Hints of a Pennine Spring


Nenthead mines (c) Duncan Hutt

Nenthead mines (c) Duncan Hutt

Moorland above Nenthead {Spot the red grouse!} (c) Duncan Hutt.

Moorland above Nenthead (Spot the red grouse!)
(c) Duncan Hutt.

The recent snow has lingered in the north Pennines, while winter is in abeyance at lower levels the hills still have the look of tundra about them.  Despite this there are the signs of spring beginning to arrive.  Red grouse are resident all year so their presence on the fell is not unexpected but two golden plover made their presence known with their distinctive whistle as they flew past; their arrival hinting at warmer weather on the way.  A little lower a small flock of lapwing flapped across still saturated prospective hay meadows.

Sandstone quarry near Nenthead (c) Duncan Hutt

Sandstone quarry near Nenthead (c) Duncan Hutt

The River Nent drops down into the village of Nenthead from the surrounding hills, this landscape is scarred and pocked by past mining.  The mines were predominantly for lead though a plethora of other minerals were also extracted.  Out on the hill a sandstone quarry, punched a little incongruously into a landscape of peat bog, shows that this landscape is still being used for the rocks and minerals that it holds.  There is even a hint of mining returning to this already heavily scarred valley.  The mines at Nenthead are an ancient monument, a relic of what made this landscape.  Until recently this was developing as a museum but it is currently closed following the demise of the Trust that ran it.  There are moves to do something about this via the Nenthead Mines Conservation Society.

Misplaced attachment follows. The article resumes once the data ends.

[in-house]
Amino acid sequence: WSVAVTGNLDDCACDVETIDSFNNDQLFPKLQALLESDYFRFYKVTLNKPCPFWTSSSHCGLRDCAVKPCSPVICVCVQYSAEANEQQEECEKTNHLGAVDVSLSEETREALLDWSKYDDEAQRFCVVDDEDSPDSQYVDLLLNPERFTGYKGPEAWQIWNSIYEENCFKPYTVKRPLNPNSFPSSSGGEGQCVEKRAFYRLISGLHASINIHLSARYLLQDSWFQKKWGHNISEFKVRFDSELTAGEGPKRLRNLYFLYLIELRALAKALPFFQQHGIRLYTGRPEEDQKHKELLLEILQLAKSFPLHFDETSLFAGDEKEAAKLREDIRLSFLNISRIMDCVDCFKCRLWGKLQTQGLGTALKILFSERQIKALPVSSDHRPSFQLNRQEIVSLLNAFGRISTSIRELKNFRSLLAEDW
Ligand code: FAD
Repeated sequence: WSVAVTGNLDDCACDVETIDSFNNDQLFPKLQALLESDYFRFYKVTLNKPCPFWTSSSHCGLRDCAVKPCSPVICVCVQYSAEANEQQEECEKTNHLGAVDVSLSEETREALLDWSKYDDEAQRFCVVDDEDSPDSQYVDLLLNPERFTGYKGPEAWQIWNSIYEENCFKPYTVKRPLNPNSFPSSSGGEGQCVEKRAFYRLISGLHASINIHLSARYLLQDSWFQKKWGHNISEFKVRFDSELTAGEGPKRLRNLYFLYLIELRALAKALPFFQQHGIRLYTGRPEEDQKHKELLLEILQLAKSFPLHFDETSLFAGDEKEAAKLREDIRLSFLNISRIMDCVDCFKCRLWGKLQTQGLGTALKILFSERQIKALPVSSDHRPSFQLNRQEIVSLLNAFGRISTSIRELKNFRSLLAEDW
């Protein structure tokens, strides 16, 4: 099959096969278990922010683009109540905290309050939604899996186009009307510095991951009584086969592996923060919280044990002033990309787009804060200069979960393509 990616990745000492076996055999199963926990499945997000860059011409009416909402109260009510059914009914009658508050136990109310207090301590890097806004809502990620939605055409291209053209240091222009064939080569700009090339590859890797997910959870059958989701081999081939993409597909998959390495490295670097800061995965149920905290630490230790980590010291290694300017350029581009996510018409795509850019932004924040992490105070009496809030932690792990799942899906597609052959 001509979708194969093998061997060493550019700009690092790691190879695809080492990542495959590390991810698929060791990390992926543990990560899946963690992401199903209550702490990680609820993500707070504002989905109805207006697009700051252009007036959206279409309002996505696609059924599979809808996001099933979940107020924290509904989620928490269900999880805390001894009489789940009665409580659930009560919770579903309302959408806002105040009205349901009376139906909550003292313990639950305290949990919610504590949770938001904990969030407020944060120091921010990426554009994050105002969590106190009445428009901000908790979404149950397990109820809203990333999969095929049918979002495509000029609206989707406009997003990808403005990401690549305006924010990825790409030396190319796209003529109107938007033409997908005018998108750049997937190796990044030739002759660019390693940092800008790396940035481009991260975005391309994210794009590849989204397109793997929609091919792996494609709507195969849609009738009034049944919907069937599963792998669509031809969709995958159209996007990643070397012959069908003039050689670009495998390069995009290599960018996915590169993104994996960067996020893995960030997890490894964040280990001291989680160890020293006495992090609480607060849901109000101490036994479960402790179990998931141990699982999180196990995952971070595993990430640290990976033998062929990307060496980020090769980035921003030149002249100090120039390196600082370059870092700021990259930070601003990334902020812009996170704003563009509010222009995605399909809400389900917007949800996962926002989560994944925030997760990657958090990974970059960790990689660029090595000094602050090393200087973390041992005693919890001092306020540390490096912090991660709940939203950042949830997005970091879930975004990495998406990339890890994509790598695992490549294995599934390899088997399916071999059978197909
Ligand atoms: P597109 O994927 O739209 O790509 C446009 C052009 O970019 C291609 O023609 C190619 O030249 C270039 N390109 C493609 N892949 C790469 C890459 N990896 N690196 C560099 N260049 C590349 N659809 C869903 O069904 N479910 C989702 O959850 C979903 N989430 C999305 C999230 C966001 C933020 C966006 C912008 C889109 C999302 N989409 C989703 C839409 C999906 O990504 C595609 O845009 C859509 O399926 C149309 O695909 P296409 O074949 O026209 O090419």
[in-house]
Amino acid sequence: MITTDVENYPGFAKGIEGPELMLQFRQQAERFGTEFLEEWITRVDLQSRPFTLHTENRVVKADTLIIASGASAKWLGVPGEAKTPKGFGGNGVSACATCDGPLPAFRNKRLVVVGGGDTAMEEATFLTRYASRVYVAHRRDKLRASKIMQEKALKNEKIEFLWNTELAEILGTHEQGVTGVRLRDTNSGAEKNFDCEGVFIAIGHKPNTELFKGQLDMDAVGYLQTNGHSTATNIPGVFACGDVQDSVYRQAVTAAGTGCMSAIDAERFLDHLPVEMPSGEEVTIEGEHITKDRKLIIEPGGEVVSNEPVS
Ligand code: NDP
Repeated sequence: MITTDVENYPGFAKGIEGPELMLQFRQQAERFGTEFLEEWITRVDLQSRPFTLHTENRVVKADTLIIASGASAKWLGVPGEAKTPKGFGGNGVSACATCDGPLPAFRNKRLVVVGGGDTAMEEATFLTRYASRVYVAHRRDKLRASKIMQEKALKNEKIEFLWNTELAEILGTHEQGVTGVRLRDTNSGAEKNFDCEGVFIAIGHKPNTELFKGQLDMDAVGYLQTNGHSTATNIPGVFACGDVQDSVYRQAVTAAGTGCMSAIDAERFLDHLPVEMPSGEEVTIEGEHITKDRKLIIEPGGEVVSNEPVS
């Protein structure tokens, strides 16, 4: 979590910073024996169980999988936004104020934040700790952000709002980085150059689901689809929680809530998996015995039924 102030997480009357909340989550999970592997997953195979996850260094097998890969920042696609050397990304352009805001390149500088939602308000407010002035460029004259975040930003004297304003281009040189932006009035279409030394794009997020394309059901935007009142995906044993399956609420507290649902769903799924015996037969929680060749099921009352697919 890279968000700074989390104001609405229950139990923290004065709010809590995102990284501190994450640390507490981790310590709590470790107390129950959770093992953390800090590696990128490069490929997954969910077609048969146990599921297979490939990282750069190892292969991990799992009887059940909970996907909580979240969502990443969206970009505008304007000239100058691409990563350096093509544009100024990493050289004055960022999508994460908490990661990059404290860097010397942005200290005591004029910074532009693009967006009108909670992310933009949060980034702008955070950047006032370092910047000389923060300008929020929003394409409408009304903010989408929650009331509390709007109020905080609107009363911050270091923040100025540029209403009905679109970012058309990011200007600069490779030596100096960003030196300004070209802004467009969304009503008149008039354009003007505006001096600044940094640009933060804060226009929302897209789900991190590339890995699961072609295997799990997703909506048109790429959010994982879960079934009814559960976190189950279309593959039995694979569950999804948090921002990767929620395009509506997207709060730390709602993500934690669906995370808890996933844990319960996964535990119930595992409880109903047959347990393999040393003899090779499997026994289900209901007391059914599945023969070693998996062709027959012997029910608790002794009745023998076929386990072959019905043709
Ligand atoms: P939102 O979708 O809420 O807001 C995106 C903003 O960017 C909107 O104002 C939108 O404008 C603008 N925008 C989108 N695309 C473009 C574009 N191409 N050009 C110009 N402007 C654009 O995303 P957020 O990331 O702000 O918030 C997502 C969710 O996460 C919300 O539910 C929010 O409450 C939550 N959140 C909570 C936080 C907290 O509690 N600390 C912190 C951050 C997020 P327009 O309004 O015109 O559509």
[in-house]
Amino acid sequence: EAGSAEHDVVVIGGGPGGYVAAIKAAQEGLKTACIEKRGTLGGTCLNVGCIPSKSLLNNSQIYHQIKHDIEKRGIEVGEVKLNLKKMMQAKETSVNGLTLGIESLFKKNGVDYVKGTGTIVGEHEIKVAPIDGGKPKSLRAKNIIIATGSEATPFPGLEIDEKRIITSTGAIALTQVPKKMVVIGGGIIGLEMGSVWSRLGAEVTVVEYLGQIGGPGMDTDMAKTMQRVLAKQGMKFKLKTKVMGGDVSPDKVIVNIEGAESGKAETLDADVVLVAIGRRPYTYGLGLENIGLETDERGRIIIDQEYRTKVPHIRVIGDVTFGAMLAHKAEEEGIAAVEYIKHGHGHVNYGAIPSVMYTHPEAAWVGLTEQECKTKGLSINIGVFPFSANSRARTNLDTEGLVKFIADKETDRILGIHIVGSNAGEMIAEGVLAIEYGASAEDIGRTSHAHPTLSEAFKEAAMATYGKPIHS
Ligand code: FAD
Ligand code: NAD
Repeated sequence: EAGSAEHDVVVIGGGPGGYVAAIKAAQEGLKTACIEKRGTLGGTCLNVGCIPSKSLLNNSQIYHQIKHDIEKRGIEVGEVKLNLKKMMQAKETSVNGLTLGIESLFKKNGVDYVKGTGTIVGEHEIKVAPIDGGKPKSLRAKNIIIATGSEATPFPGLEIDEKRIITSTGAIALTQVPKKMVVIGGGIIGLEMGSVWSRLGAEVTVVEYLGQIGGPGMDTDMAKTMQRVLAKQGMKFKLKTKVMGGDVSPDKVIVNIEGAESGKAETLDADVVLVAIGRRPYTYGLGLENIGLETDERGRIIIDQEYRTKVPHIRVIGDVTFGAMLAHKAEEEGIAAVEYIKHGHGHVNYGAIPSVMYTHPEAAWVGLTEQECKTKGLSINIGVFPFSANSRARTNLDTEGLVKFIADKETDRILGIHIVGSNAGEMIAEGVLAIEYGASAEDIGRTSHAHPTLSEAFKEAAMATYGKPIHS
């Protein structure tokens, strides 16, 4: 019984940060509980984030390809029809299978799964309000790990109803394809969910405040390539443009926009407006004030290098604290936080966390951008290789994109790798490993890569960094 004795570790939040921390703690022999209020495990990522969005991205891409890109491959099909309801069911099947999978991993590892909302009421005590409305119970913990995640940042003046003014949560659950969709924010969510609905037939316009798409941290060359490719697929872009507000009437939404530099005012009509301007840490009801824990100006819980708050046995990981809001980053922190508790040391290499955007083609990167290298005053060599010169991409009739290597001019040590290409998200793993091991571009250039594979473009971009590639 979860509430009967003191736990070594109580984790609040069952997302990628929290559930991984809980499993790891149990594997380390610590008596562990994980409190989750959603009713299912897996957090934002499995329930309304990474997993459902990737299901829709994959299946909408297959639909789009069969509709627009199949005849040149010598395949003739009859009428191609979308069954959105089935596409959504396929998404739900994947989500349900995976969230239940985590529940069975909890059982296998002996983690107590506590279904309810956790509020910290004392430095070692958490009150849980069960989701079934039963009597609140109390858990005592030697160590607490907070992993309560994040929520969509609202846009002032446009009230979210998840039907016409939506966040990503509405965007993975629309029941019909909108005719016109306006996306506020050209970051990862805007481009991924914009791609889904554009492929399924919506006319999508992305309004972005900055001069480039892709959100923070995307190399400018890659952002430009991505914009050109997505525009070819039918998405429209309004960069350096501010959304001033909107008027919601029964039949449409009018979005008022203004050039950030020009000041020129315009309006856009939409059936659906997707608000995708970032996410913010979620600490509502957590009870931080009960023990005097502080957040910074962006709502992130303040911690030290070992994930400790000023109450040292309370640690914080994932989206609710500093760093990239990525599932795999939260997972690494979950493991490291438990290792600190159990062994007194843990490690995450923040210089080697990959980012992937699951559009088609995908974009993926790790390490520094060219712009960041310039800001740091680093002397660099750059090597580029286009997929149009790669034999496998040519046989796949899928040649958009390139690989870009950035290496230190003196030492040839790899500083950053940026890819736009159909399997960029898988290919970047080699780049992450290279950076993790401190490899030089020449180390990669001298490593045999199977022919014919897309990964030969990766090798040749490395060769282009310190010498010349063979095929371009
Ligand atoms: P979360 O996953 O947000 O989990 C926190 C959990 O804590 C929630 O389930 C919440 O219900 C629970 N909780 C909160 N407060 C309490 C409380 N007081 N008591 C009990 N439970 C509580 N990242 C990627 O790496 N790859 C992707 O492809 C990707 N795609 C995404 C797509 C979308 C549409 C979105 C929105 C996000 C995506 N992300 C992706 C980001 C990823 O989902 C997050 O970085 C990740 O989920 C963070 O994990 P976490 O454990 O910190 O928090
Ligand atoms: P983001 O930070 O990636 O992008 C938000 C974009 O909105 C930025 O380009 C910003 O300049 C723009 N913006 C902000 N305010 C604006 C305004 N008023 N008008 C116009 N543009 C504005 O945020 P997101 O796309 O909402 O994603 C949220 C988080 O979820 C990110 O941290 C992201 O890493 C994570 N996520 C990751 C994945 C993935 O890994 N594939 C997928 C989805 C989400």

The hillsides are coated in a blanket of bog: scattered mineshafts and spoil heaps break the carpet of mire.  Little is growing on these exposed hillsides but some colour is still supplied by the tussocks and carpets of Sphagnum mosses.

Sphagnum capillifolium (c) Duncan Hutt

Sphagnum capillifolium (c) Duncan Hutt


About thehutts

The Hutt Family from Northumberland
This entry was posted in Archaeology, Birds, Cumbria, Lower plants and tagged , , , . Bookmark the permalink.

2 Responses to Hints of a Pennine Spring

  1. vivinf rance says:

    The sphagnum moss is really beautiful – so cheering to have a bit of colour at this time of year. I think you’ll still need scarves and hats for a while yet, judigng by the weather forecast.

  2. Loved the photos- well done !!

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